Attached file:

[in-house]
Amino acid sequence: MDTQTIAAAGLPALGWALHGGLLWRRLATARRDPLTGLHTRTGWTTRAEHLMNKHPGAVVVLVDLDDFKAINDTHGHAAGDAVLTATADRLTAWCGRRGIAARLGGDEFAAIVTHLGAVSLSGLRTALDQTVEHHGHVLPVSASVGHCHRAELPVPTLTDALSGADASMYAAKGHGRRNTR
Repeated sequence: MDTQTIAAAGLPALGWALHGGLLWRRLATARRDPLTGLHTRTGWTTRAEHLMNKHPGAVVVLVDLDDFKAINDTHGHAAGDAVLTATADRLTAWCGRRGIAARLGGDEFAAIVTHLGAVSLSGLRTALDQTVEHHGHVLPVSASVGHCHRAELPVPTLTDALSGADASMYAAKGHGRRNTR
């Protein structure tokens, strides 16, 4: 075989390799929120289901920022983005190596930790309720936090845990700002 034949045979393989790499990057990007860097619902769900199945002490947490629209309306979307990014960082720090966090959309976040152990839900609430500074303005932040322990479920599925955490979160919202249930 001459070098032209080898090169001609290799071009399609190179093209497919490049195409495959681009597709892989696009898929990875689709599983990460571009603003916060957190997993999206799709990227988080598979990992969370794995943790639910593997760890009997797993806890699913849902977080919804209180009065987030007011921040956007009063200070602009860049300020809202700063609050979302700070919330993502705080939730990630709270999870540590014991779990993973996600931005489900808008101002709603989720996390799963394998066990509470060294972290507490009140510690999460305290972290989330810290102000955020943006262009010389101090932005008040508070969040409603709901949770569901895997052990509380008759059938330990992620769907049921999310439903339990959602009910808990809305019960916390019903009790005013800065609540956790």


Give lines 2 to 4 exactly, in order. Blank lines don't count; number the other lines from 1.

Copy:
Amino acid sequence: MDTQTIAAAGLPALGWALHGGLLWRRLATARRDPLTGLHTRTGWTTRAEHLMNKHPGAVVVLVDLDDFKAINDTHGHAAGDAVLTATADRLTAWCGRRGIAARLGGDEFAAIVTHLGAVSLSGLRTALDQTVEHHGHVLPVSASVGHCHRAELPVPTLTDALSGADASMYAAKGHGRRNTR
Repeated sequence: MDTQTIAAAGLPALGWALHGGLLWRRLATARRDPLTGLHTRTGWTTRAEHLMNKHPGAVVVLVDLDDFKAINDTHGHAAGDAVLTATADRLTAWCGRRGIAARLGGDEFAAIVTHLGAVSLSGLRTALDQTVEHHGHVLPVSASVGHCHRAELPVPTLTDALSGADASMYAAKGHGRRNTR
């Protein structure tokens, strides 16, 4: 075989390799929120289901920022983005190596930790309720936090845990700002 034949045979393989790499990057990007860097619902769900199945002490947490629209309306979307990014960082720090966090959309976040152990839900609430500074303005932040322990479920599925955490979160919202249930 001459070098032209080898090169001609290799071009399609190179093209497919490049195409495959681009597709892989696009898929990875689709599983990460571009603003916060957190997993999206799709990227988080598979990992969370794995943790639910593997760890009997797993806890699913849902977080919804209180009065987030007011921040956007009063200070602009860049300020809202700063609050979302700070919330993502705080939730990630709270999870540590014991779990993973996600931005489900808008101002709603989720996390799963394998066990509470060294972290507490009140510690999460305290972290989330810290102000955020943006262009010389101090932005008040508070969040409603709901949770569901895997052990509380008759059938330990992620769907049921999310439903339990959602009910808990809305019960916390019903009790005013800065609540956790």